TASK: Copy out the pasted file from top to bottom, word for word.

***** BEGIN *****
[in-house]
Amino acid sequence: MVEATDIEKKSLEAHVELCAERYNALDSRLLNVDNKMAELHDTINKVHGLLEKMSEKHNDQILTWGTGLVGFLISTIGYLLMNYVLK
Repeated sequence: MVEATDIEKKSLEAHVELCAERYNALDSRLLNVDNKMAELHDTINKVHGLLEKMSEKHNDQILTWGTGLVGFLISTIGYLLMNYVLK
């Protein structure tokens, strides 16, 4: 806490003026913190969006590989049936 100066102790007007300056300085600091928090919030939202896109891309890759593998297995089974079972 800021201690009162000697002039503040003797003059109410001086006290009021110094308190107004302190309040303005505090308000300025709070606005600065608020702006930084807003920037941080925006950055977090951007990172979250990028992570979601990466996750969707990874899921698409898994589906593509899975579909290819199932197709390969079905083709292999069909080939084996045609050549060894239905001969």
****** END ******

[in-house]
Amino acid sequence: MVEATDIEKKSLEAHVELCAERYNALDSRLLNVDNKMAELHDTINKVHGLLEKMSEKHNDQILTWGTGLVGFLISTIGYLLMNYVLK
Repeated sequence: MVEATDIEKKSLEAHVELCAERYNALDSRLLNVDNKMAELHDTINKVHGLLEKMSEKHNDQILTWGTGLVGFLISTIGYLLMNYVLK
């Protein structure tokens, strides 16, 4: 806490003026913190969006590989049936 100066102790007007300056300085600091928090919030939202896109891309890759593998297995089974079972 800021201690009162000697002039503040003797003059109410001086006290009021110094308190107004302190309040303005505090308000300025709070606005600065608020702006930084807003920037941080925006950055977090951007990172979250990028992570979601990466996750969707990874899921698409898994589906593509899975579909290819199932197709390969079905083709292999069909080939084996045609050549060894239905001969």